The Holy Trinity

Download or listen to the Holy Trinity: “Holy, Holy, Holy; Blessed is He” (Isaiah 6:1-13)

In the Name of the Father and of the Son and of the Holy Spirit. Amen.

Today is the Feast of the Holy Trinity. People often like to use illustrations to make the mystery of the Trinity “easier to understand.” Maybe you’ve seen or used some of them. For example, an apple, which has skin, flesh, and a core; three things, one apple. Or St. Patrick, who wrote the hymn we just sang, used a shamrock. It has three leaves (unless you’re really lucky), but it’s one plant. Or, more heretical, water, which can be ice, water, or steam; three states, one substance. And there are others, like the banner we have of a triangle and the hand of the Father, a cross for the Son, and a dove for the Spirit. I don’t know if anyone’s been helped to understand the Trinity by those illustrations, but one thing is clear: God is not a piece of fruit, or a plant, or any other symbol, diagram, or illustration. He is not even a doctrine. Even the Athanasian Creed, which pushes the boundaries of what we can say about God to the furthest, humanly possible limits, is just words on a page. Someone could ignore it, deny it, take it out of the hymnal, refuse to confess it on Trinity Sunday. You can do that with words and symbols and illustrations. You can escape them if you want. But you cannot escape the Trinity, as Isaiah found out.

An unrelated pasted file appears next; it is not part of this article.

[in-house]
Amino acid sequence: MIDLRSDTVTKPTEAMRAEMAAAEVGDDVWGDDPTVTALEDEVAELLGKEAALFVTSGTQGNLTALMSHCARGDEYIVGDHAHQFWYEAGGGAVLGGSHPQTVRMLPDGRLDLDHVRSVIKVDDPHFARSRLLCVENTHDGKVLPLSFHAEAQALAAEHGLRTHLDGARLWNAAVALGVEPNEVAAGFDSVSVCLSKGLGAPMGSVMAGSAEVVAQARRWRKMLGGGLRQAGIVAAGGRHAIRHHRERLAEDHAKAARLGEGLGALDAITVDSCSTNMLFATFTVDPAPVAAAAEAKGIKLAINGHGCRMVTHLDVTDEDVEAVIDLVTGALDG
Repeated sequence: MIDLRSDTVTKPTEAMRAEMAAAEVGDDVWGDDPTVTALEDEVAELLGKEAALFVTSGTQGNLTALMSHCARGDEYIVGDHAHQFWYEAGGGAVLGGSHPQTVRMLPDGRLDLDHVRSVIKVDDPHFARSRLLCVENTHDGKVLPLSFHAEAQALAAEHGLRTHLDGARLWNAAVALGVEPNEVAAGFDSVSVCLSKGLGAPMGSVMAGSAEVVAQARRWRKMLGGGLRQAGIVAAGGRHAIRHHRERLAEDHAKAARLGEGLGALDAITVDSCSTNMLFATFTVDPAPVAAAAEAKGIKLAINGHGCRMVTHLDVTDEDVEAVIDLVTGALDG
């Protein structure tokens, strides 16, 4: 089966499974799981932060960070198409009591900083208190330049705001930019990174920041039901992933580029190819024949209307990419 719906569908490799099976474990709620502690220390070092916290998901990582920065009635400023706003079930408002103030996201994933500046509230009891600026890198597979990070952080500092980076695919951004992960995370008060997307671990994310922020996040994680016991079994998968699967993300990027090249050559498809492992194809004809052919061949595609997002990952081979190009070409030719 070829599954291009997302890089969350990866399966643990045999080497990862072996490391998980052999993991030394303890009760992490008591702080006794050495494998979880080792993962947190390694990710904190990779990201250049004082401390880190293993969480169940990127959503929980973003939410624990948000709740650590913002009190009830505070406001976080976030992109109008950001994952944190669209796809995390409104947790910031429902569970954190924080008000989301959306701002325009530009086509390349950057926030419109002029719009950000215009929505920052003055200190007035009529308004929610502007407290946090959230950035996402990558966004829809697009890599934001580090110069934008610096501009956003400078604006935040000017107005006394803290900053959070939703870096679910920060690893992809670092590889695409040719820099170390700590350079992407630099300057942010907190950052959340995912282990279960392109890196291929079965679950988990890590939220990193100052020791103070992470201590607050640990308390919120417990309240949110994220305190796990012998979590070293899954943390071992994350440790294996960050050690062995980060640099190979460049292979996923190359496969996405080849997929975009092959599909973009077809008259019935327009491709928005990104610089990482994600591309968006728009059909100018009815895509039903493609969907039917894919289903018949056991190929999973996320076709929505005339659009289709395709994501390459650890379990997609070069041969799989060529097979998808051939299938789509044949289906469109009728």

Isaiah was in the Temple, as he had been so many times before. But this day his eyes were opened to the way things really were in the Temple. This day he saw God. Of course, the Temple did not contain God; Solomon had said as much when he built it. God cannot be contained by heaven and earth, let alone an earthly temple (1 Kings 8:27). Nevertheless, God had chosen to dwell in that place, and the hem of His robe fills the Temple. And Isaiah sees strange creatures, literally “burning ones,” with six wings, covering their feet and faces, and flying. And they’re calling back and forth to each other, “Holy, Holy, Holy is Yahweh Sabaoth, Yahweh of the heavenly armies. The whole earth is full of His glory.” And in the midst of the trembling foundations and the smoke, Isaiah knows in that moment that he cannot escape from God. He is like the psalmist, who says, Where can I flee from Your Presence? If I go up, You are there. If I go down, You are there. East, west, north, south, it doesn’t matter: the whole earth is full of His glory. And Isaiah recognizes what that means for him: “Woe is me! I am undone. (That is, I’m dead.) I am man of unclean lips and I live among a people of unclean lips, and my own eyes have seen the King, Yahweh of the heavenly armies.” Isaiah knows that the only thing that can happen to a sinner in the presence of God is death. And there’s no more time to make it right; it cannot be put off; there is no escape. All that Isaiah is and has done cannot be undone, so he is undone by God’s holiness. Anyone who wants to come as he is into the Presence of God as He is, anyone who wants to see the uncovered face of God is simply fooling himself. There is only death that way.